Image_1_Seafloor Methane Seepage Related to Salt Diapirism in the Northwestern Part of the German North Sea.JPEG (347.11 kB)
Download file

Image_1_Seafloor Methane Seepage Related to Salt Diapirism in the Northwestern Part of the German North Sea.JPEG

Download (347.11 kB)
posted on 2021-05-07, 04:21 authored by Miriam Römer, Martin Blumenberg, Katja Heeschen, Stefan Schloemer, Hendrik Müller, Simon Müller, Christian Hilgenfeldt, Udo Barckhausen, Katrin Schwalenberg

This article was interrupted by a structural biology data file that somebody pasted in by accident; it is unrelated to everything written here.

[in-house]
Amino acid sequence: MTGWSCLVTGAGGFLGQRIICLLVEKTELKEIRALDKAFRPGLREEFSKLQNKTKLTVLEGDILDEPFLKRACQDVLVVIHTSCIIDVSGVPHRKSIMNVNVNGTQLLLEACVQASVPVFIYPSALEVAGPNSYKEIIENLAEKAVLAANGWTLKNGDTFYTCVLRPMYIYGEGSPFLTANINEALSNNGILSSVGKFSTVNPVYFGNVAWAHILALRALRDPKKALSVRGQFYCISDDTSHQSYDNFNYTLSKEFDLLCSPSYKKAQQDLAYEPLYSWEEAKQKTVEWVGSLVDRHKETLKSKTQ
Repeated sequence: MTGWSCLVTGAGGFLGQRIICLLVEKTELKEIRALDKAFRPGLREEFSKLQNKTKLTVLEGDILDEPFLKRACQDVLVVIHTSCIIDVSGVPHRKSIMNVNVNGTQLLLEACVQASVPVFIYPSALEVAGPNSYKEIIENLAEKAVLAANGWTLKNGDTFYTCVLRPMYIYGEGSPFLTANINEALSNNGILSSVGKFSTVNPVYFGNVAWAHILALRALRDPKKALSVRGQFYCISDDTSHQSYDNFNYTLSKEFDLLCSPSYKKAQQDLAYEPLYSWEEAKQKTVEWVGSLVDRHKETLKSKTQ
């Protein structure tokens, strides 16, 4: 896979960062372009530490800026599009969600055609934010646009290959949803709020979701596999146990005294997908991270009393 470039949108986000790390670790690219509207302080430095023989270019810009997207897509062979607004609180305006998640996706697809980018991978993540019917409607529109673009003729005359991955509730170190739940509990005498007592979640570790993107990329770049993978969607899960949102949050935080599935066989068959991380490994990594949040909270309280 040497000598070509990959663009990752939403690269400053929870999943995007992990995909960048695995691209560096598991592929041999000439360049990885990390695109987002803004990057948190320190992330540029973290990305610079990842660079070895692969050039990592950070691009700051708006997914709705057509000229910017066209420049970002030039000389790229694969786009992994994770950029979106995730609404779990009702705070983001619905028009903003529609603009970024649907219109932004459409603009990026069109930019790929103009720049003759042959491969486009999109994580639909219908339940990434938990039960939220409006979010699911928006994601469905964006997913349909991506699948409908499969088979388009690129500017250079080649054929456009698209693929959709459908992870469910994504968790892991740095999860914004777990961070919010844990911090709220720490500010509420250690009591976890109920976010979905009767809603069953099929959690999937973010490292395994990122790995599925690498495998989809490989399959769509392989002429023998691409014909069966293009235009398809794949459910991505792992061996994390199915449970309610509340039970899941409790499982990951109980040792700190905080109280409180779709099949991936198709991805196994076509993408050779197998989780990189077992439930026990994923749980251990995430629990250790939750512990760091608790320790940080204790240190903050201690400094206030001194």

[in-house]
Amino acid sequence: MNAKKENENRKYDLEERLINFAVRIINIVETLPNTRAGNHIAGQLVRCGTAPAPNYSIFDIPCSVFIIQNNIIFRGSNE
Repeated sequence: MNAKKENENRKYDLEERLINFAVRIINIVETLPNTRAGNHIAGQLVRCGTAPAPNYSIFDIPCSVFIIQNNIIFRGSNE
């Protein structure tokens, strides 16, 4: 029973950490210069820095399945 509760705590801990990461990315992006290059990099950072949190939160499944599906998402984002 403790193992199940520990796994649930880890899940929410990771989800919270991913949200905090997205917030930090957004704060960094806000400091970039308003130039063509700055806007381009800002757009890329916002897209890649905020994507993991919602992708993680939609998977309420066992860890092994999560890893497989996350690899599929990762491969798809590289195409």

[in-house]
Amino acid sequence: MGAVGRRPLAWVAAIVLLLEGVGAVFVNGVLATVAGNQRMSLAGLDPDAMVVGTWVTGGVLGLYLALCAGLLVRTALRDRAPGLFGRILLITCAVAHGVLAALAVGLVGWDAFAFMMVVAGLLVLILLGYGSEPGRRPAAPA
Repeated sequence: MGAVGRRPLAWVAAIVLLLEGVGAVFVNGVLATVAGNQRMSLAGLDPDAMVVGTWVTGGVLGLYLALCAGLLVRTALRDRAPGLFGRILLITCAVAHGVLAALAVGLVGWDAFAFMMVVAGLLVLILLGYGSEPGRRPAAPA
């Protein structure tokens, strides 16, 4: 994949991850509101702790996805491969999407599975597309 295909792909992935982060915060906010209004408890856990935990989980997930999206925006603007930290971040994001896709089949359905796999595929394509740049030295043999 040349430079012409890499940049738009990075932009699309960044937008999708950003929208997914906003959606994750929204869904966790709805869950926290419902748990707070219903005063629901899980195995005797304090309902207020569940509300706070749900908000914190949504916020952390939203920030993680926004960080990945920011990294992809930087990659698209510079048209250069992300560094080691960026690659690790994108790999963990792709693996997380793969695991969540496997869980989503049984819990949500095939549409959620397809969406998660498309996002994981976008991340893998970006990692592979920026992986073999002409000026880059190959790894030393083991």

This study focuses on seafloor methane seep sites and their distribution in the northwestern part of the German North Sea. Methane seepage is a common phenomenon along marine shelves and known to occur in the North Sea, but proof of their existence was lacking in the study area. Using a ship-based multibeam echosounder we detected a minimum of 166 flares that are indicative for free gas releases from the seafloor in the German “Entenschnabel” area, which are not related to morphologic expressions at the seafloor. However, a group of small depressions was detected lacking water column anomalies but with indications of dissolved fluid release. Spatial analysis revealed that flares were not randomly distributed but show a relation to locations of subsurface salt diapirs. More than 60% of all flares were found in the vicinity of the salt diapir “Berta”. Dissolved methane concentrations of ∼100 nM in bottom waters were ten times the background value in the “Entenschnabel” area (CH4 < 10 nM), supporting the finding of enhanced seepage activity in this part of our study area. Furthermore, locations of flares were often related to acoustic blanking and high amplitude reflections in sediment profiler echograms, most prominently observed at location Berta. These hydroacoustic signatures are interpreted to result from increased free gas concentrations in the sediments. Electromagnetic seabed mapping depicts local sediment conductivity anomalies below a flare cluster at Berta, which can be explained by small amounts of free gas in the sediment. In our area of interest, ten abandoned well sites were included in our mapping campaign, but flare observations were spatially not related to these wells. Naturally seeping methane is presumably transported to the seafloor along sub-vertical faults, which have formed concurrently to the updoming salt. Due to the shallow water depths of 30 to 50 m in the study area, flares were observed to reach close to the sea surface and a slight oversaturation of surface waters with methane in the flare-rich northeastern part of the working area indicates that part of the released methane through seepage may contribute to the atmospheric inventory.